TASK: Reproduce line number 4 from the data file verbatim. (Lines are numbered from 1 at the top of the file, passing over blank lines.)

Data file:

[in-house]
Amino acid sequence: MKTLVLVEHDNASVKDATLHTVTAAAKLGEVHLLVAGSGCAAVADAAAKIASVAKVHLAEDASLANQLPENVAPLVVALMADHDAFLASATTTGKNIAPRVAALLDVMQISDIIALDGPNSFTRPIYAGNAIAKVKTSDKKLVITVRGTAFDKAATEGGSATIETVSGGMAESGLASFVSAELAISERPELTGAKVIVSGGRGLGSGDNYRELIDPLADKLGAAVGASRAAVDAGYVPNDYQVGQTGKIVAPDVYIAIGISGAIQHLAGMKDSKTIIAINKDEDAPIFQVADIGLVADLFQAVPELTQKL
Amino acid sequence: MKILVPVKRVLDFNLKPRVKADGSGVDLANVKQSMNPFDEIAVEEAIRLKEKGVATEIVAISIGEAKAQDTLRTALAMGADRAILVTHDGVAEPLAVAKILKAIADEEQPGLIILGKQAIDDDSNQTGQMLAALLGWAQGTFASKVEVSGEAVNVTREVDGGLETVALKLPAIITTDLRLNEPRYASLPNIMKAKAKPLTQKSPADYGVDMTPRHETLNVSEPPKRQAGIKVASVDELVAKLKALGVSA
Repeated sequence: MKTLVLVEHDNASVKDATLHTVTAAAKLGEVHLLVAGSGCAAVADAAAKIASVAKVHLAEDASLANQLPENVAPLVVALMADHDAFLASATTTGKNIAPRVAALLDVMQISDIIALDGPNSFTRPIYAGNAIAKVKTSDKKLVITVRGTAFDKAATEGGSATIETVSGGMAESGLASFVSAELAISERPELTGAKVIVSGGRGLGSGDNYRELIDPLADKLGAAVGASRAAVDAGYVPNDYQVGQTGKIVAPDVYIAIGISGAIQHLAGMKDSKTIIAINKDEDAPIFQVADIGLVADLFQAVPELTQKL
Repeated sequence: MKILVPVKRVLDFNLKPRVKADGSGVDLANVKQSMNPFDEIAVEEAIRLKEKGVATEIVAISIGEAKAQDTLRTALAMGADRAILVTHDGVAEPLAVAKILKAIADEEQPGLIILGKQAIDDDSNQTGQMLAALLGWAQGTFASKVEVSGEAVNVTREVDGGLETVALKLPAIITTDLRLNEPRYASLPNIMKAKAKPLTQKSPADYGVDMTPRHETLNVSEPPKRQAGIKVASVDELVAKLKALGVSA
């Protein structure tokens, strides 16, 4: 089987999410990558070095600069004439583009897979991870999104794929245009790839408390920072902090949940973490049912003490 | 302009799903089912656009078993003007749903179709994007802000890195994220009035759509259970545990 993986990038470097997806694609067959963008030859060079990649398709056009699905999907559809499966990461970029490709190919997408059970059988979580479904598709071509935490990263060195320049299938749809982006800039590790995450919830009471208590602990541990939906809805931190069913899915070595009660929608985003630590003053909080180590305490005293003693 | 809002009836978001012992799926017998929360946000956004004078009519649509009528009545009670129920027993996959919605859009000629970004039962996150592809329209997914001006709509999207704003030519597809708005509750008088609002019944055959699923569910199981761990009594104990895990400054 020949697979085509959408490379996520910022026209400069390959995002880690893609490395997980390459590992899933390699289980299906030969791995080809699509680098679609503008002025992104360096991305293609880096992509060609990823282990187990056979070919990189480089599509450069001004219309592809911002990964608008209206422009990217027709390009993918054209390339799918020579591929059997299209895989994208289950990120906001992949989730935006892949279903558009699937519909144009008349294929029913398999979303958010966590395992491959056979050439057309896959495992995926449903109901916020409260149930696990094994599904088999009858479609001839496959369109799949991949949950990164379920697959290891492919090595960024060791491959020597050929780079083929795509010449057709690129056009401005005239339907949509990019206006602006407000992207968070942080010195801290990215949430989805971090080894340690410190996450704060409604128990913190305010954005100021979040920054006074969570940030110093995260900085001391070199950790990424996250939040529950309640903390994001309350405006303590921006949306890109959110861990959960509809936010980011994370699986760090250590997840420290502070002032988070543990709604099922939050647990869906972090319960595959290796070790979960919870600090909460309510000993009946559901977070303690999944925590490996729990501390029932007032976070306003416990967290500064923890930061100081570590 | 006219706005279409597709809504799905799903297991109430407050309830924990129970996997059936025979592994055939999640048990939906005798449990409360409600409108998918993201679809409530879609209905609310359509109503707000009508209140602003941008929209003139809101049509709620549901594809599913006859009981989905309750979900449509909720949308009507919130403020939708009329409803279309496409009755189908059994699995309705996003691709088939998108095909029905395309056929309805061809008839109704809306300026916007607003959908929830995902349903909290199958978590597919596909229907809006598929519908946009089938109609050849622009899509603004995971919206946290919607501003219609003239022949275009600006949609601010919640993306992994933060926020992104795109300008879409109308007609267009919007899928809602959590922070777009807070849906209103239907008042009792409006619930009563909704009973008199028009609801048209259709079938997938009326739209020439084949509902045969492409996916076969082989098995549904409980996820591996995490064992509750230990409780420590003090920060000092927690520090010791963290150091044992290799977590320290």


Repeated sequence: MKTLVLVEHDNASVKDATLHTVTAAAKLGEVHLLVAGSGCAAVADAAAKIASVAKVHLAEDASLANQLPENVAPLVVALMADHDAFLASATTTGKNIAPRVAALLDVMQISDIIALDGPNSFTRPIYAGNAIAKVKTSDKKLVITVRGTAFDKAATEGGSATIETVSGGMAESGLASFVSAELAISERPELTGAKVIVSGGRGLGSGDNYRELIDPLADKLGAAVGASRAAVDAGYVPNDYQVGQTGKIVAPDVYIAIGISGAIQHLAGMKDSKTIIAINKDEDAPIFQVADIGLVADLFQAVPELTQKL